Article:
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Disney film-studio head quits
Says job not right ‘fit’ after 2 years of 1st-quarter losses
Question of the Day
His resignation came after two years in a row of nasty March surprises, both ironically having to do with the red planet. Last year, it was “Mars Needs Moms,” a creepy animated movie that lost $70 million. This year, it was “John Carter,” a sci-fi action movie set on Mars that resulted in a $200 million loss for Disney.
Mr. Ross, 50, said in a memo to staff that he no longer thought his role as chairman of Walt Disney Studios was “the right professional fit.”
The move was not surprising to analysts, coming a few months after studio marketing chief M.T. Carney also departed because of a string of lackluster releases.
Disney’s most successful movies recently have been made by studios it has bought, including “Toy Story” maker Pixar, which will release “Brave” in June, and Marvel, which will release the much-buzzed “The Avengers” overseas next week.
Under the Touchstone brand, Disney also distributes movies made by Steven Spielberg’s DreamWorks production company, including “War Horse.”
Fixing problems at the studio is seen as crucial for the company because movies launch characters that are developed into Disney toys, theme park rides, books and video games. For example, Cars Land, an attraction based on the Pixar movies, will open at Disney California Adventure in June.
Although some of Mr. Ross‘ troubles stemmed from films put into production by his predecessor, Dick Cook, analysts said his inability to prevent big losses was what led to his exit.
“At some level, he takes responsibility for not fixing them or shutting them down,” said Needham & Co. equity analyst Laura Martin. “They need to lower the risk of entry and build franchise films from that base. Not go all in, hoping it works out.”
Part of the estimated $250 million budget on “John Carter” can be attributed to the notion that the movie could become a multipart series, as it was based on a trove of books by the late Edgar Rice Burroughs. The series began with “A Princess of Mars” in 1917 and carried through to the posthumously published “John Carter of Mars” in 1964.
The movie, starring Taylor Kitsch, had a budget that rivaled what 20th Century Fox spent on “Avatar.”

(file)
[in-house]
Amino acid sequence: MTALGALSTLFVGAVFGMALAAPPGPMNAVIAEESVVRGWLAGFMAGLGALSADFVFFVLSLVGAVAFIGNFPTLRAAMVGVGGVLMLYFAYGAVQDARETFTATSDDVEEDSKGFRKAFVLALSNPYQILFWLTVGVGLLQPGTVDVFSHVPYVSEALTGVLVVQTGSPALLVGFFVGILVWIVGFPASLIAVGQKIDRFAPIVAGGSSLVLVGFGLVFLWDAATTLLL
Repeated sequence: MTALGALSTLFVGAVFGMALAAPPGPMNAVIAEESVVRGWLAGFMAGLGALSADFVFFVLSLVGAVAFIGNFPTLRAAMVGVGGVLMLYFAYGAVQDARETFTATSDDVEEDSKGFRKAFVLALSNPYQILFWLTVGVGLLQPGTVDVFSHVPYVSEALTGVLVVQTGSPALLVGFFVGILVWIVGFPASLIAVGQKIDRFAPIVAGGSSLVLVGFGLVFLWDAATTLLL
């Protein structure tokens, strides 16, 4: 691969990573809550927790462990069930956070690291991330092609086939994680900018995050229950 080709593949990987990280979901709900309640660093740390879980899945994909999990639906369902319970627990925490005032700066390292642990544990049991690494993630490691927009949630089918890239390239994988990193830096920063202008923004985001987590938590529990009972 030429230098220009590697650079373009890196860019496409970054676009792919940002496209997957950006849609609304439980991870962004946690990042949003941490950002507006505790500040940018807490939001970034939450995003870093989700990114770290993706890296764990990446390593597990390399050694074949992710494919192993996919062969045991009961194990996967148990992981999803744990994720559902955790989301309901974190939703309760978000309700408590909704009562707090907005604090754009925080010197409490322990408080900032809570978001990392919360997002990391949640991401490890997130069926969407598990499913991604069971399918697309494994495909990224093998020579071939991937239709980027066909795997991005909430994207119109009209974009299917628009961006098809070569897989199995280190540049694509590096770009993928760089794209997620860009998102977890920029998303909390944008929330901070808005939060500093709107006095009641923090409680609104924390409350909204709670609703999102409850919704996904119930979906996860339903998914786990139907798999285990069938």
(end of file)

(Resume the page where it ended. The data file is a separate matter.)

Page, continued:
But “John Carter” made just $269 million at box offices worldwide, while “Avatar” took in $2.8 billion. After splits with theater owners and marketing expenses, Disney said “John Carter” would cause a studiowide loss of $80 million to $120 million in the January-through-March quarter.
Mr. Ross took the job just 2½ years ago with a mission to cut costs and develop new hits. He brought “High School Musical” and “Hannah Montana” to TV audiences when he headed Disney Channels Worldwide.
He shut down the San Francisco-area motion-capture facility used to digitally animate Jim Carrey’s Scrooge character in “A Christmas Carol,” sold the award-winning Miramax label to outside investors and cut such movies as “20,000 Leagues Under the Sea” and “Wild Hogs 2” from the development slate. Last year, he suspended production on “The Lone Ranger,” starring Johnny Depp, until its budget was trimmed.
But those efforts were overshadowed by movies that were released but failed to excite big audiences, including “Prince of Persia,” “Prom,” “Secretariat” and even “Winnie the Pooh.”
Mr. Ross told staff in a memo Friday that “the best people need to be in the right jobs, in roles they are passionate about, doing work that leverages the full range of their abilities.”
“I no longer believe the chairman role is the right professional fit for me.”
Mr. Iger wished him well in a statement.
“Rich Ross‘ creative instincts, business acumen and personal integrity have driven results in key businesses for Disney,” Mr. Iger said. “I appreciate his countless contributions throughout his entire career.”
A couple possible candidates for elevation at the studio are John Lasseter and Ed Catmull, who together built Pixar from a computer imaging company into an animated-movie powerhouse. Since Disney’s acquisition in 2006, the men have held top jobs overseeing animated movies at Pixar and Disney.
The men have helped Disanimated films move “in the right direction,” said Don Peri, the author of several books on Disney animators, including “Working With Disney.” He declined to speculate on whether they would make good studio heads.
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